Linux inherits UNIX’s design of including a number of "utility" programs as part of the operating system, and each of them is designed to do a specific task. Most of these programs are able to accept as input the results from other programs by means of a method called "piping," and these programs are executed by using the keyboard and command line interface. If you are repulsed by the thought of typing commands into a computer rather than "pointing and clicking," and believe this to be a technological step backward (what’s next, punch cards?), know that this method of operation is another UNIX trait which can have a huge positive impact on the way a computer can be used to attack data processing problems. It encourages users to methodically break down a computational chore into a sequence of sub-tasks, with each sub-task corresponding to one of the UNIX utility programs (or perhaps another custom program created to so something brand new). It is impressive to watch a skilled UNIX user manipulate potentially large and complex sets of data using a handful of commands, often using only these basic UNIX/Linux utilities. Even a Linux box with no specialized surveying and mapping programs can be used to manipulate and analyze data in electronic data collection files and ASCII output from other surveying software. Its utility is probably limited only by the user’s creativity.

The best part is that because of UNIX’s design, these utility programs have worked the same way for three decades so far and will continue to work the same way for as long as UNIX and Linux exist. When you devise a way to solve a problem or perform some task using the UNIX/Linux tools, you will not be forced to learn a new way to accomplish the same thing a few years later. This characteristic is not often found in software.

Drawbacks to Linux
What are Linux’s current drawbacks? For one thing, there are occasional problems with Linux not being 100% compatible with some hardware. When that happens, it typically means that not all capabilities of some particular piece hardware are available. This is not the norm, and when this occurs it’s frequently because a hardware manufacturer has not revealed complete information about how to interface with their device. A "Winmodem" is a classic example of a device which typically has a secret proprietary interface. Winmodems therefore tend to be difficult to use under Linux. A few models of laptop computers and a few graphics adapters are also somewhat problematic for Linux for this reason. In general, however, Linux’s support of hardware is excellent, and the major distributions have good reputations for correctly detecting your hardware and properly configuring the operating system when it is installed. Some vendors will sell computers with Linux pre-installed, which means they’ve selected hardware which is supported by Linux.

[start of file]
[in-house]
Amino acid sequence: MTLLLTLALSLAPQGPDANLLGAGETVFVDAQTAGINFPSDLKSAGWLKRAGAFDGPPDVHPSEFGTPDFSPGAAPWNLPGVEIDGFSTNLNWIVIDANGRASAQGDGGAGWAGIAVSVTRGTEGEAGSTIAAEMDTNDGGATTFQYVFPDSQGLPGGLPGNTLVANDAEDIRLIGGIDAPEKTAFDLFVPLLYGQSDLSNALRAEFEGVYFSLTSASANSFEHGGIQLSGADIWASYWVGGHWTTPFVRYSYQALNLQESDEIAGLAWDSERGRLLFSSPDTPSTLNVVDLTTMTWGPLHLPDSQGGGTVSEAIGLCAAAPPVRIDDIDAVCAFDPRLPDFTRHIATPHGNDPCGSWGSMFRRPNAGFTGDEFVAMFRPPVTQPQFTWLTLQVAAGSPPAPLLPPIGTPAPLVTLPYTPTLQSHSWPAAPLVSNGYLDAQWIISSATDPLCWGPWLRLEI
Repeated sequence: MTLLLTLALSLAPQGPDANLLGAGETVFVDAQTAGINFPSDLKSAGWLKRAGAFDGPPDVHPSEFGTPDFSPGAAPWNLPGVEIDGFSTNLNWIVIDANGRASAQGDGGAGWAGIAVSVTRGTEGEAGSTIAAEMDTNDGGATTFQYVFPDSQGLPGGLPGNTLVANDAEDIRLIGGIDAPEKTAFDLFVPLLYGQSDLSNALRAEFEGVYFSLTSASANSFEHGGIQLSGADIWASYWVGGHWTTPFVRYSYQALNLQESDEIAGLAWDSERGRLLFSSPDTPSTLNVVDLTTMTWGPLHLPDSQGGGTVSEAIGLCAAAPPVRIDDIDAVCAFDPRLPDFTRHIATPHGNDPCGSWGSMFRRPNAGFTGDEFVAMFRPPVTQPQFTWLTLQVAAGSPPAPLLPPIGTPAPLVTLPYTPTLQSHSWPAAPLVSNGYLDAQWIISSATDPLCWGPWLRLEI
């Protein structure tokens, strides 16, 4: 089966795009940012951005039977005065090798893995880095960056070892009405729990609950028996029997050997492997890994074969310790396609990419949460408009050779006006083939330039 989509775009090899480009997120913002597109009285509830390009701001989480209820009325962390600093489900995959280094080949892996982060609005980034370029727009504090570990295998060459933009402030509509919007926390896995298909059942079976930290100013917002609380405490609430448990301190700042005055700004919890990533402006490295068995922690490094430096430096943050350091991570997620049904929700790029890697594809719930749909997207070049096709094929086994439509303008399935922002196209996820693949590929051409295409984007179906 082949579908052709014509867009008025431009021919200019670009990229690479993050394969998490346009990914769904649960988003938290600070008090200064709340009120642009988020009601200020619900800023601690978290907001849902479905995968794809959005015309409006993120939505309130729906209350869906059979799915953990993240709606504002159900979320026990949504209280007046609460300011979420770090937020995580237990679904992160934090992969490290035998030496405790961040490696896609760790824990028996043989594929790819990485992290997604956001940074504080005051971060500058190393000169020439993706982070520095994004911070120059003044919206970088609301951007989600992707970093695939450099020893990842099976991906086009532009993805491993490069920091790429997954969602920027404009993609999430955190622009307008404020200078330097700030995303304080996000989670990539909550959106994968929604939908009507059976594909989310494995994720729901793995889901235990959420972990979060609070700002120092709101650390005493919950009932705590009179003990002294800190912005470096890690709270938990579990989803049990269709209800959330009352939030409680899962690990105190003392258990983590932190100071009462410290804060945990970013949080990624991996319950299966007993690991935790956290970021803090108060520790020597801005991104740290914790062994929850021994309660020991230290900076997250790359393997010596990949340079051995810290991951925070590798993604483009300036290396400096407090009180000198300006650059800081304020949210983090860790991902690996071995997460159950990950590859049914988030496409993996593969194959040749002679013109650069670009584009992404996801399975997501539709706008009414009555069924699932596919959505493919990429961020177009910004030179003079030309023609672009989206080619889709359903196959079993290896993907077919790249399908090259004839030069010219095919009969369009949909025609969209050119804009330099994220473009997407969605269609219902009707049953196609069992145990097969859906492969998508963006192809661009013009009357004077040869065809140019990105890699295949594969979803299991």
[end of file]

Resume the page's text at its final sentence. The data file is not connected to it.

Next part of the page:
There will be an investment in time required to learn to use and maintain a Linux system. Modern distributions of Linux come with a graphical interface which operates very similarly to Microsoft Windows and Apple’s line of computers, so basic application usage will not cause any big problems for most computer users. However, the software installation procedure typically used for Linux is different and causes some new users to complain. If you do your own system configuration and administration for Windows or Apple computers, or if you maintain your own LAN (local area network), there will be some new things for you to learn in order to configure a Linux system. If you wish to use the UNIX utility programs mentioned above (and I strongly encourage learning to use them), that will also time to learn. I don’t think it’s generally any more
difficult to learn to use Linux and its software tools than it is to learn to use our current generation of application programs and commercial operating systems, but a commitment to learning is always necessary in order to efficiently use any new software.

As with any other software, your means of obtaining technical support needs to be considered. You can choose to be self-supporting. To this end, the resources available on the Internet are generally very good, and help is available for beginners and experts alike. There may be a Linux user group near you if you want to meet other Linux users face-to-face. User-to-user support is a community affair with FOSS, and you will see users of open source software frequently and freely offer help to others. Alternatively, you may decide to pay for installation and support, and there are firms which do this as well. If your firm has an IT department, these duties would presumably fall upon it. If you’re totally new to Linux, I recommend that you do seek advice from other Linux users in order get a the best possible start in using the new technology.

Software and computer technology will continue to evolve. Linux and other open source software is providing us with an opportunity to do two things: First, mitigate some of the problems we’re currently experiencing; and second, re-examine the ways we manipulate and maintain our data. Linux and other free open source software are offering us new choices. I encourage you to further look into this software trend as time goes on.

Loren Gibson is a Project Surveyor at Keith and Schnars, P.A., Fort Lauderdale, FL.

A 516Kb PDF of this article as it appeared in the magazine—complete with images—is available by clicking HERE